Paul’s first offering for the album was originally a late entry to The Beatles but missed the deadline. It re-emerged briefly during the Get Back sessions (the band performs a run-through with Mal Evans on anvil in the Let It Be film) until it finally popped up in early July. Paul may have gotten a bit of flack from the other three during the sessions for this song, most likely due to his three-day attempt at trying to get as perfect as possible, much to the others’ annoyance. John actively disliked this song much like he did with “Ob-La-Di Ob-La-Da”, as it’s a very slight, twee song–another of his “Granny music” songs, as John would say. Still, Paul’s obsessiveness with this song actually makes sense on an interesting level: for a science-y sound he used a recently-purchased Moog synthesizer, which back then was a keyboard surrounded by a confusing bank of knobs, plugs and wires, so Paul must have wanted to take his time to make sure the sound worked with the song rather than it being an intrusive wall of bleeps and blats. [Even rock band keyboardists who were adept at using one, like Ray Manzarek and Keith Emerson, found it unwieldy at times.] It can be somewhat of a cutesy, cloying song, but it still works as an interesting composition, very much along the lines of Paul’s Sgt Pepper era tracks.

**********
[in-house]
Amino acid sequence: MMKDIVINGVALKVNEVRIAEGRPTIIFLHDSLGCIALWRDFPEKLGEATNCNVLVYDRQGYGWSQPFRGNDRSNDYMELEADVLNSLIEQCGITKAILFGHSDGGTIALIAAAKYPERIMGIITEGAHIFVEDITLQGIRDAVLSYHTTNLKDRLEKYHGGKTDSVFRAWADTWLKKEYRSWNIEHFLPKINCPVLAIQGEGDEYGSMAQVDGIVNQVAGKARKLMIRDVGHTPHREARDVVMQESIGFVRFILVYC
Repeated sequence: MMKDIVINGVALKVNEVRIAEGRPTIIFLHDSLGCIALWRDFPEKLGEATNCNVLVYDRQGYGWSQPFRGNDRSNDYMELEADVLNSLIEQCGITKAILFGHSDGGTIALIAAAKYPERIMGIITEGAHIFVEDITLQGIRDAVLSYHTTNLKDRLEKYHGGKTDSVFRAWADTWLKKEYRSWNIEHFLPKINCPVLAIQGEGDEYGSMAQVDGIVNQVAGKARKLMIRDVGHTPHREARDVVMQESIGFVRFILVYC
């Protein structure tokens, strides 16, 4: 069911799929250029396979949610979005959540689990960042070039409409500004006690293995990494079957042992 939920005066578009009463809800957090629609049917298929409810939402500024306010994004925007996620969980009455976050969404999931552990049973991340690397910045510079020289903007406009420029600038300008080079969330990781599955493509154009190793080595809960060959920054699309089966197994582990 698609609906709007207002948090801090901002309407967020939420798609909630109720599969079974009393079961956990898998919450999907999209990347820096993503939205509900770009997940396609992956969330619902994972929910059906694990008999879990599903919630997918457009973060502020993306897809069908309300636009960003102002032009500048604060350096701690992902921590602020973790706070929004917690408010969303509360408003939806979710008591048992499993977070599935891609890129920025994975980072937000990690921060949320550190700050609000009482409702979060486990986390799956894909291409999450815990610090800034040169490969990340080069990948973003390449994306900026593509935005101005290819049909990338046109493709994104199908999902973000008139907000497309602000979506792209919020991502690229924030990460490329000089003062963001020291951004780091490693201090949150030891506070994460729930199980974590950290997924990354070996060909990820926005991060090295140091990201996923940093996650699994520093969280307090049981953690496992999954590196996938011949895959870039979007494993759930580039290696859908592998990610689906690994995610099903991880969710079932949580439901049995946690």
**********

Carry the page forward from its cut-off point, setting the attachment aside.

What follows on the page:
Track 4: Oh! Darling
Paul’s next track could easily sit alongside “Come Together” as one of the band’s best blues tracks. It popped up near the end of the Get Back sessions (you can hear a bluesier jam version on Anthology 3), but got a major boost on 20 April. The basic track is a wild and dirty jam–tighter and more melodious than “Yer Blues” but equally as fierce–with a surprising twenty-six live takes with all four playing loud and hard. Paul would then try numerous takes of his vocal, which he did on purpose: he wanted a raw-throat sound to his voice and would come in early so he could belt it out on his own. The end result is a down-on-my-knees heartbreaker of a track that sounds like it could have been recorded late at night in a packed smoky bar.
Track 5: Octopus’ Garden
Ringo offers one of his own tracks here, a light-hearted and fun track inspired by a cruise he’d taken in 1968. As with most Ringo songs for the Beatles, it doesn’t venture too far melodically, though by 1969, he had enough confidence and strength in his singing voice (quite possibly due to his recent foray into acting) that his delivery is quite strong here. It’s a nice summery song with John delivering some lighthearted fingerstyle guitar, Paul plinking away on the piano and minimal bass, and George supplying licks possibly inspired by slack-key guitar. The three also offer a lighthearted (and silly, during the solo) backing vocals that complement the song well.
Track 6: I Want You (She’s So Heavy)